There’s a lot of love in the room tonight. Not only the very obvious love for tonight’s headliners from the crowd, but also love for two excellent support bands, not least from Band of Horses frontman, Ben Bridwell, himself. He describes Mojave 3 as one of his favourite bands of all time! Add to that the amount of loved-up couples in attendance, hugging and smooching as they watch the Seattle five-piece’s impassioned performance, and it’s safe to say love is in the air.
Band Of Horses have been just under the mainstream radar for some time now but, thanks to recent Radio 1 airplay and a Grammy nomination for their latest album, Infinite Arms, they play Birmingham tonight in front of well over 2000 people and look more than comfortable on a larger stage. Perhaps their recent support slot on Pearl Jam’s US tour has prepared them well, but Bridwell is now a confident focal point for his band. A band of solid, accomplished musicians at that.
If you’ve yet to witness Band Of Horses’ rich harmonies, imagine a mix of The Band, Neil Young, Fleet Foxes, My Morning Jacket and a little Flaming Lips and you’ll be in the right ballpark. They veer from soaring rockers like Is There A Ghost and NW Apt to beautifully laid back songs such as Monsters and personal fave, No-one’s Gonna Love You.
They say that, on this tour, they’ve been playing a cover song each night that they’ve never performed previously. An ambitious task and one which sees us treated to an incredible version of Neil Young’s “Powder Finger”. Most bands would struggle to get close to doing the song justice but Band Of Horses manage it masterfully. I think Mr Young would approve.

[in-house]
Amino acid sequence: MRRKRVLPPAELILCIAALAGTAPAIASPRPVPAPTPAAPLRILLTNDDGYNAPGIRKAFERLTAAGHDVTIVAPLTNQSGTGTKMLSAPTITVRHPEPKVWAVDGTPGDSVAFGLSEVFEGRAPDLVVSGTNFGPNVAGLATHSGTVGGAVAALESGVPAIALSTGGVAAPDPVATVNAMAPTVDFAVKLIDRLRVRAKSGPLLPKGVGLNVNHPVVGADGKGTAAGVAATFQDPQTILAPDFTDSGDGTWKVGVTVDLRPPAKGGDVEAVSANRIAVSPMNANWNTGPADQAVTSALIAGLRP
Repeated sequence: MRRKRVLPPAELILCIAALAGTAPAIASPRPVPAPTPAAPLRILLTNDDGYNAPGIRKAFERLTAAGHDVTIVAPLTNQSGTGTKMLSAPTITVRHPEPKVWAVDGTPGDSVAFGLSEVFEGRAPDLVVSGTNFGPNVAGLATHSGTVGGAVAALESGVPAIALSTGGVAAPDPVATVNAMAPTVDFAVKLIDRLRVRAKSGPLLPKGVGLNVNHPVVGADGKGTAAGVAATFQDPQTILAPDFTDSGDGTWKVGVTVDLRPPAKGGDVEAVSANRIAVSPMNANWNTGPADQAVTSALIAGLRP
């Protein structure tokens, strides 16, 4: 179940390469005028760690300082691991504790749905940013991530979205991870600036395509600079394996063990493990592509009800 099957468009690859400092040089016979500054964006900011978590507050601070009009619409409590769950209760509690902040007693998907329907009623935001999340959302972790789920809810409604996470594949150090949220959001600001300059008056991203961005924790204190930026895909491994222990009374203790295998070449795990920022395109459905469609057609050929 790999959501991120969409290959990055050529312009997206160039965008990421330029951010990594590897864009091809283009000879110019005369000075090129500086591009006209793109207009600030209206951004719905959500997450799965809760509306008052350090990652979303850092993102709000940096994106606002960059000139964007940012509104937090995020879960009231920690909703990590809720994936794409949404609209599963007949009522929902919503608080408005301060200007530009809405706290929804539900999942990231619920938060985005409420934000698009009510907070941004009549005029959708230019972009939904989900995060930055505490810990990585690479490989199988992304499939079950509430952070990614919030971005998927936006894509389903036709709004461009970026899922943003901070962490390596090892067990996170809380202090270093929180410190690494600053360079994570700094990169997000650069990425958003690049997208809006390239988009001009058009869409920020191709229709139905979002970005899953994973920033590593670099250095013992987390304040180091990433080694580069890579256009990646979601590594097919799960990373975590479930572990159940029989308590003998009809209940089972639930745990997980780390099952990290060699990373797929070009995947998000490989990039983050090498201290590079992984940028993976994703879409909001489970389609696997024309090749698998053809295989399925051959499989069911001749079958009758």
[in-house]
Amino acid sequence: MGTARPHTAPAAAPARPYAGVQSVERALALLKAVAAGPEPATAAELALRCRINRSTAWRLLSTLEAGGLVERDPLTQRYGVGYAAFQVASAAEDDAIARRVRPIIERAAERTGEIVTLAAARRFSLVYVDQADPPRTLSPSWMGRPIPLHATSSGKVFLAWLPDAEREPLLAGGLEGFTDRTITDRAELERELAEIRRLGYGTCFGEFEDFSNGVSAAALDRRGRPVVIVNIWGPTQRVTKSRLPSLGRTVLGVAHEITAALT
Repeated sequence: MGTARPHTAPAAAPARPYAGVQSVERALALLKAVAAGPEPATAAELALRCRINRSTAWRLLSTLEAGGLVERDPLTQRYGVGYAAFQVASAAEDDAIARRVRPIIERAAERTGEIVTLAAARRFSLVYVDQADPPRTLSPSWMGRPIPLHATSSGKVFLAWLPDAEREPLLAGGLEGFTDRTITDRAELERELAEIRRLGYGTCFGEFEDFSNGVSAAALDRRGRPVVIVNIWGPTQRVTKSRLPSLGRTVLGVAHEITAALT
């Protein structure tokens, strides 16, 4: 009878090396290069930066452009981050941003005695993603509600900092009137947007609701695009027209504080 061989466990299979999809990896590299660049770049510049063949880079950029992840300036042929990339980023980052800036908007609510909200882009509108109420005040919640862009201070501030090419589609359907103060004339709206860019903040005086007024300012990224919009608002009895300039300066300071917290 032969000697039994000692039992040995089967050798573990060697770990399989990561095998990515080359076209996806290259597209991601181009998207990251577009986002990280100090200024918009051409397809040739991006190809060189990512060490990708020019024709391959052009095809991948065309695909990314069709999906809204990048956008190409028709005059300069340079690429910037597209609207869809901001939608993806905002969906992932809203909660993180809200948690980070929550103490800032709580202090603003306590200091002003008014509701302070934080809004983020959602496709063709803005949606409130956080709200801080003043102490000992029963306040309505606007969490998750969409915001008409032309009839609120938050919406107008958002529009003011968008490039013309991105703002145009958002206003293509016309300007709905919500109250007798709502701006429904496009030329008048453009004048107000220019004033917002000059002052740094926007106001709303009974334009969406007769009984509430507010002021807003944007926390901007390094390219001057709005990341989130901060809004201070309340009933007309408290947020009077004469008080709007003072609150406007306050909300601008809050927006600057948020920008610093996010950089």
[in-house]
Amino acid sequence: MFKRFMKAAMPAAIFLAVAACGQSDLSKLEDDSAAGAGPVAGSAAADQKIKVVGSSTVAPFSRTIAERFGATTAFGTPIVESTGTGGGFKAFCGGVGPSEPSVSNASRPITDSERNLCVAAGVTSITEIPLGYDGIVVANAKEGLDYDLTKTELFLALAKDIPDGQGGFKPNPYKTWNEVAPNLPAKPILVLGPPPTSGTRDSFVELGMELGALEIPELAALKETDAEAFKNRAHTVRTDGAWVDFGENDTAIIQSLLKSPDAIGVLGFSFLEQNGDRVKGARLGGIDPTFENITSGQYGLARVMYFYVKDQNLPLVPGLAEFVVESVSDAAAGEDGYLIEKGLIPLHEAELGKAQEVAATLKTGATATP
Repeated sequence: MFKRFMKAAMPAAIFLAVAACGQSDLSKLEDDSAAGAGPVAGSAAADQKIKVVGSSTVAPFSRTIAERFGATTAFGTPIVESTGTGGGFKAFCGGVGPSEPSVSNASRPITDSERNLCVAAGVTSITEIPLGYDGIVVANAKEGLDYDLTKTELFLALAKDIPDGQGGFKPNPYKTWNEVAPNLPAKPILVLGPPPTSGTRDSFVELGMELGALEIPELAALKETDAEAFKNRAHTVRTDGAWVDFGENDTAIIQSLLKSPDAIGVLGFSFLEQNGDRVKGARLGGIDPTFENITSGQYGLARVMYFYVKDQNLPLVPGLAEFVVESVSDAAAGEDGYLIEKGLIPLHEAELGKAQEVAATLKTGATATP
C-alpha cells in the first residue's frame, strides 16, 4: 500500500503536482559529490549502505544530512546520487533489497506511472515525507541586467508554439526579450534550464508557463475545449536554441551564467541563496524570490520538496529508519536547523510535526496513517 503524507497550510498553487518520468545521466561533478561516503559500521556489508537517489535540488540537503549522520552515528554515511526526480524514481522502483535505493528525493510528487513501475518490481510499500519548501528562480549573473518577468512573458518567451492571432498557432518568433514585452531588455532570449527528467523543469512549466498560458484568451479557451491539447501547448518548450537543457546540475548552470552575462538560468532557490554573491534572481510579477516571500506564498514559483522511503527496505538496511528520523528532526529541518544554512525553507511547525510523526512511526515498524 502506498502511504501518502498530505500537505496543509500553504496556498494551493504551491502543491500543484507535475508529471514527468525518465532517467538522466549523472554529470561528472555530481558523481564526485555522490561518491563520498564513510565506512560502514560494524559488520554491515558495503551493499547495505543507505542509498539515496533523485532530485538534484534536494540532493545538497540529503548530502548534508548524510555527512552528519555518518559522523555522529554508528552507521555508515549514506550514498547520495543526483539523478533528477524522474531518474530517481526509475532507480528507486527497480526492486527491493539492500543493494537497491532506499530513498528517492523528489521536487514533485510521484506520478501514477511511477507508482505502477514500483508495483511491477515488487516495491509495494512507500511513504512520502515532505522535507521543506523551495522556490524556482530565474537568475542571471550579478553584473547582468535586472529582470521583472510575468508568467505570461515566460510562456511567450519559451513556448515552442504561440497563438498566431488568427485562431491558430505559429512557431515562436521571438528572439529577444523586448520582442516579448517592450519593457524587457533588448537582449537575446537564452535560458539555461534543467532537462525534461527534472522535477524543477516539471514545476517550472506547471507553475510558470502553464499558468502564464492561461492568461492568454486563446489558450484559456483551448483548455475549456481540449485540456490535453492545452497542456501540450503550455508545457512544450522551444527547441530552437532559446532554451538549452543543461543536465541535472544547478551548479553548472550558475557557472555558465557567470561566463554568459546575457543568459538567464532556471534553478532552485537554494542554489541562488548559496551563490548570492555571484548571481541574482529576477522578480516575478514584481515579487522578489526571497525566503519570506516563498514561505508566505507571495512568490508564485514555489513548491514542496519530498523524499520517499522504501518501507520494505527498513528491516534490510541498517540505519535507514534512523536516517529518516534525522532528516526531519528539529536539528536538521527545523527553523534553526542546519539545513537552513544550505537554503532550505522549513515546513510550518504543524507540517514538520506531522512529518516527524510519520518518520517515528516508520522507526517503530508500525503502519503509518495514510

There are many highlights during the set but nothing quite comes close to the immensity of main set closer, The Funeral. After witnessing this tune live tonight I can honestly say it’s one of my favourite songs of all time. A beguiling mix of emotion, harmony and a hugely powerful vocal from Ben make The Funeral a shimmering example of how rock music can still pull fiercely at the heartstrings.
My only criticism tonight is that, visually, there’s not quite enough to hold the attention. A stage-wide backdrop flashes up images of landscapes which compliment the vastness of the band’s sound but the band members themselves remain, for the most part, fairly motionless throughout. I’m not expecting high kicks or Gene Simmons-like posturing but I did find my eye wandering around the venue as I listened to the music. It’s a small complaint though.
A 3-song encore finishes things off in sublime style and, at ten o’clock sharp, Band of Horses leave the stage. And the couples leave hand in hand with maybe just a little more love in their hearts.
Words & Photos — Steve Gerrard